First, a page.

Mayaguana runway lights delayed by two weeks
ROYSTON JONES JR.
Guardian Staff Reporter
Published: May 17, 2013
Emergency solar lights will be installed on the Mayaguana airport runway within another two weeks, according to Minister of Transport and Aviation Glenys Hanna-Martin.
Yesterday made six weeks after Hanna-Martin pledged the government would install runway lights that had to be specially built within that time period.
“I had said about six weeks and we are a little off it and we are looking at another two weeks, but we are moving expeditiously to get this accomplished,” she told The Nassau Guardian.
“The lights were acquired through a tenure process with companies in the United States that provide solar lights.
“The company that was recommended has done business with The Bahamas before.
“It was approved by Cabinet, and we expect delivery in another two weeks, and then immediately on delivery we will install. But we are going to be working on the logistics of installation during the delivery time.
“We are not going to wait until they get here to figure it out. We are going to begin the ground work for the installation forthwith, in terms of identifying a firm who will do the work.”
Hanna-Martin said the government will outsource the installation contract to ensure it is completed in the shortest time possible.
“Ministry of Works [is] not going to be able to allocate the manpower to bring the urgency to that,” she said.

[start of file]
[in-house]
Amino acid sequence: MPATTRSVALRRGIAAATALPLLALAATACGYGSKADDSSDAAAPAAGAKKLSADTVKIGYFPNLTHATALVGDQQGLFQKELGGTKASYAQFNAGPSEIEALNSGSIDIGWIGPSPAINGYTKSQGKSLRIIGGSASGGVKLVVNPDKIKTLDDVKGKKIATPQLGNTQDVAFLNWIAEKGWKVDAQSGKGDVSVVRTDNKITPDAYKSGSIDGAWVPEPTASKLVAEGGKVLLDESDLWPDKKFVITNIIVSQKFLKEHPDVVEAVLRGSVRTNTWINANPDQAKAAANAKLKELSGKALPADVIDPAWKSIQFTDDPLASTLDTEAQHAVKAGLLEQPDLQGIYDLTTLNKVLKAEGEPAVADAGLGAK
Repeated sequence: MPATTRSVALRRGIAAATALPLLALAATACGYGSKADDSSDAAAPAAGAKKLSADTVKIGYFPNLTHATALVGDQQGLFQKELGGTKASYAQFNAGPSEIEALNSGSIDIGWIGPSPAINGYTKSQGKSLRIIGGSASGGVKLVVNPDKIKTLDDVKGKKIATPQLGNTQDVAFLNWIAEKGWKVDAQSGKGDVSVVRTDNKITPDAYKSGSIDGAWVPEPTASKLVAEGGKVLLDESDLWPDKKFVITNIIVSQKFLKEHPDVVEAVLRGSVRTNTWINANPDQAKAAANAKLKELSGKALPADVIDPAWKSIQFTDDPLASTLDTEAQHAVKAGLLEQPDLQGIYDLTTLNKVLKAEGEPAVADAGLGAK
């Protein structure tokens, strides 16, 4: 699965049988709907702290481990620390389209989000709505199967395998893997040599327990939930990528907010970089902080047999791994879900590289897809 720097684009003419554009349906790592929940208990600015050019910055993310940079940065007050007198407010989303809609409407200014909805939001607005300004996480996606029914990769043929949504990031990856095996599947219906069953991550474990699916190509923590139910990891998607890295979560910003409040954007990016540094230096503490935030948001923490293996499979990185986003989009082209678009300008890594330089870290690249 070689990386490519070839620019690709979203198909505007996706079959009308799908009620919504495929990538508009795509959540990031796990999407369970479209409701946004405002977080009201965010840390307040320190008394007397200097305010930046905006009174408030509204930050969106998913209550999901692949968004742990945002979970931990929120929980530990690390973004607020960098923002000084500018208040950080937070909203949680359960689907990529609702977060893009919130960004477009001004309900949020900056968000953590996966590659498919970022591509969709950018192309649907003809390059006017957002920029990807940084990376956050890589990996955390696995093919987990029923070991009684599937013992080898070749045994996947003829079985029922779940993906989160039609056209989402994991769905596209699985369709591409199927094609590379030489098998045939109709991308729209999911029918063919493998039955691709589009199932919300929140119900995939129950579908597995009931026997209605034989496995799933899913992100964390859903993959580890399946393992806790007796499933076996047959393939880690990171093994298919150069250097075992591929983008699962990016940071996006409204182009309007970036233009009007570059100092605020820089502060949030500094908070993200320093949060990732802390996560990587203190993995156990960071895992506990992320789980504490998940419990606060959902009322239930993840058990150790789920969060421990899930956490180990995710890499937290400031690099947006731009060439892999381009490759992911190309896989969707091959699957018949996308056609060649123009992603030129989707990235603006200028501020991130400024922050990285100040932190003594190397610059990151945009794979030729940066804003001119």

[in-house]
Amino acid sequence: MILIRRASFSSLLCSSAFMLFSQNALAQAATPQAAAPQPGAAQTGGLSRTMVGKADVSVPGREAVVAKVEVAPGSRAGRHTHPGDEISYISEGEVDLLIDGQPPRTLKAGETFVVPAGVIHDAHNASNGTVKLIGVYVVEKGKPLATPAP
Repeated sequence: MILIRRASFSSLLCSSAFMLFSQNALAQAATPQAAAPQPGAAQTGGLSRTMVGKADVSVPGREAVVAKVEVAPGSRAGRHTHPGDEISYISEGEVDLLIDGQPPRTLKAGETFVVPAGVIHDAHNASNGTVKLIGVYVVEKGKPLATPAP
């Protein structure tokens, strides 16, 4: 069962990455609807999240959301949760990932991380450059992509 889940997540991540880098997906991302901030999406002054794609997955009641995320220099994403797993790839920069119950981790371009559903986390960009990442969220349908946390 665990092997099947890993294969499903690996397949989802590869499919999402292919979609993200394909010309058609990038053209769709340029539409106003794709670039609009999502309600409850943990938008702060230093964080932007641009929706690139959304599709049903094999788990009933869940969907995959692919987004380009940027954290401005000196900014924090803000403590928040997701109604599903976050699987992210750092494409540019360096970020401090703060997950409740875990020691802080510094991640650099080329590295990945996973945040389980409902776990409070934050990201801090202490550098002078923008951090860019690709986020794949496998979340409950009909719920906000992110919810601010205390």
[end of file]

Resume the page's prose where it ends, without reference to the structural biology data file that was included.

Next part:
“It will be a Civil Aviation contract through the offices of the Ministry of Works.”
Hanna-Martin was unable to provide the exact cost of the runway lights and the subsequent installation.
The airport’s lights are not operational due to the American development company, I-Group’s ongoing work at the airport, according to government officials.
The mother, sister and brother-in-law of former Cabinet minister Sidney Collie were killed when a plane crashed into their truck on the runway of that airport on April 4.
They were using the truck to provide lighting for a LeAir plane to land.
The accident triggered widespread discussion over why some Family Island runways in The Bahamas still do not have lights.
Mayaguana administrator Charles Moss yesterday said while there have been a few emergency landings during the daytime, no emergency flights have been landed since the accident.
“As you’re aware, the airport is restricted to emergency flights, especially at night,” he said.
“It’s only the six-wing that would be allowed to land. During the daytime the airport is open to aircraft up to 3,600 pounds.”
He said residents in Mayaguana have bounced back since the incident, but the concern about the airport and its runway remains at the forefront of many residents’ minds.